relations -- despite public snubs.

Thailand is hosting the Pentagon's annual, multilateral Cobra Gold
military exercise which includes more than two dozen nations on
February 9-19.

The junta's military will be enhanced by Cobra Gold which, according
to the U.S. Marines' website, is an exercise promoting "stability
within the region."

The U.S. Bureau of Alcohol, Tobacco, Firearms and Explosives held its
annual training for Southeast Asian police in Thailand during January,
focusing on improvised explosive devices and other threats.

The Pentagon's 7th Fleet meanwhile uses this country's facilities near
Bangkok on the Gulf of Thailand and on Phuket island along the Andaman

For example, the Fleet's littoral combat ship USS Fort Worth -- which
can be configured for surface warfare, mine countermeasures or
anti-submarine warfare -- arrived in Phuket on December 30 on a
scheduled visit after patrolling the South China Sea near the
contested Spratly Islands.

On December 16, Prayuth's junta agreed to a Joint Statement on the
Fifth Thailand-United States Strategic Dialogue "ensuring maritime
security and safety, and freedom of navigation, including in and
over-flight above the South China Sea."

Ambassador Davies said Bangkok is neutral in the South China Sea
dispute between the U.S. and China, because Thailand's coastline does
not touch that zone.

Washington suspended about five million dollars in military and other
aid immediately after the coup, and the State Department publicly
criticizes Prayuth's regime.

"We remain concerned by continued limitations on human rights and
fundamental freedoms in Thailand, including undue restrictions on
freedom of expression and peaceful assembly," State Department Deputy
Spokesman Mark C. Toner said on January 20.

"Thailand's men in uniform bark at their citizens daily to stay quiet,
unless they want indefinite junta rule," Bangkok Post columnist Achara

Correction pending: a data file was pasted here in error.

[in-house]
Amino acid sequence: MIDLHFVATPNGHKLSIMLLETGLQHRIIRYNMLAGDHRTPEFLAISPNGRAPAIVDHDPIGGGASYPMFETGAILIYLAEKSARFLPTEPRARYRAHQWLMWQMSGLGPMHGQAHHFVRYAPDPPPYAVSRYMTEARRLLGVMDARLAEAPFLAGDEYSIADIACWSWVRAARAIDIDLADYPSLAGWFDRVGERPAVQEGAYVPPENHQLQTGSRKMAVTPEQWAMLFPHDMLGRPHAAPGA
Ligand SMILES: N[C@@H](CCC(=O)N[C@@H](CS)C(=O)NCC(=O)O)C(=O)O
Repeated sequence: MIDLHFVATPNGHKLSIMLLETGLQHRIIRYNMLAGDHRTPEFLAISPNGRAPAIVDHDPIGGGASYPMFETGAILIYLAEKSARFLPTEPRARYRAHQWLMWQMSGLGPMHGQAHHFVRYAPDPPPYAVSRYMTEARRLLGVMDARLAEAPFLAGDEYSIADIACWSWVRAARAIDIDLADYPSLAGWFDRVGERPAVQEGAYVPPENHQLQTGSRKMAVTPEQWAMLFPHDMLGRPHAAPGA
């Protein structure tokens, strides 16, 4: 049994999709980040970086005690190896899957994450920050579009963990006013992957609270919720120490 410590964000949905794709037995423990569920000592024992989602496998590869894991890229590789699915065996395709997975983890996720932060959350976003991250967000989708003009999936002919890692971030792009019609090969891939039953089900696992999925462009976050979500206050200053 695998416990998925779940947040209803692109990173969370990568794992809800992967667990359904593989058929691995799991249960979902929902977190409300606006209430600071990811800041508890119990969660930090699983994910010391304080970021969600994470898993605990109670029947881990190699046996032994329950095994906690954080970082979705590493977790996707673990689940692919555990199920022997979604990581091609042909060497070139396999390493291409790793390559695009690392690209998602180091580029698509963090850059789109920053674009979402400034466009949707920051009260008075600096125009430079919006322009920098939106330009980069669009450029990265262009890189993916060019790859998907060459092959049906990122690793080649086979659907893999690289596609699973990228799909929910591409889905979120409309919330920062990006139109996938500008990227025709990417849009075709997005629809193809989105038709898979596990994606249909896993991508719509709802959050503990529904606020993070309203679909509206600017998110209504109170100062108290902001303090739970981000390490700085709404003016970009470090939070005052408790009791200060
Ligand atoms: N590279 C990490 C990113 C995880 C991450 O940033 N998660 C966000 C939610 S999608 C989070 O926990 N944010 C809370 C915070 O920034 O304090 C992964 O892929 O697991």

Ashayagachat wrote on February 1.

Prayuth's coup toppled the remnants of popularly elected Prime
Minister Yingluck Shinawatra's government.

Unsurprisingly, some anti-Yingluck politicians welcome Obama's invitation.

"I support it [Obama's invitation] obviously, because it is always
useful for engaging, no matter what type of a regime," said Kraisak
Choonhavan, a former senator and former Democrat Party deputy leader.

"Maybe some narrow-minded" opponents of Prayuth will criticize the
visit, "but they should not complain," Kraisak said in a telephone
interview on February 3.

"Prayuth will obviously benefit because of the photo-ops with the most
powerful country in the world, an image that he has been striving for
since taking power," he said.

"I don't think Obama supports Prayuth," Kraisak said, but regional
issues require U.S.-Thai relations be maintained.

Prayuth said he clamped this Buddhist-majority country of 67 million
people under his control to tackle corruption and political chaos.

His junta puts dissidents on trial in Bangkok's Military Court instead
of civilian courts, and either jails people, threatens to freeze their
bank accounts and ban them from leaving the country, or forces them
into military re-education camps for several days.

More than 1,400 civilians were put on trial in the Military Court
during 2015, according to Thai Lawyers for Human Rights.

Opponents, mostly students, have been busted for defying the regime by
displaying the three-finger salute popularized by "The Hunger Games"
Hollywood film series, reading George Orwell's "1984" novel in public,
eating sandwiches outdoors and other imaginative, coded, intentionally
provocative behavior.

The previous 2006 coup ousted Yingluck's elder brother, former Prime
Minister Thaksin Shinawatra.

The popular siblings have declined to rouse supporters against
Prayuth, and are perceived as more concerned with their personal legal

Yingluck is defending herself against charges that she was "negligent"
during her administration's questionable rice crop subsidies, and
other policies.

Thaksin fled abroad and was tried in absentia for corruption committed
during his administration, and is dodging a two-year jail sentence.

In January, his office sent Bangkok's journalists a 279-page coffee
table book titled, "Thaksin Shinawatra: Life & Times" which
exaggerated his often brutal accomplishments and airbrushed his

Thaksin's outspoken son Panthongtae Shinawatra faces separate
allegations of corruption over his own finances.

All three people deny wrongdoing and insist they are politically persecuted.

Meanwhile, Prayuth will be scrutinized for his statements and behavior
in California.

When a proud Prayuth met Obama on September 29 at the United Nations
in New York, gossip splashed across Thailand's media.

Some Thais wrongly claimed U.S. officials did not authorize
publication of a photograph of the two leaders shaking hands, and
catty doubts arose over Obama's enthusiasm while greeting the coup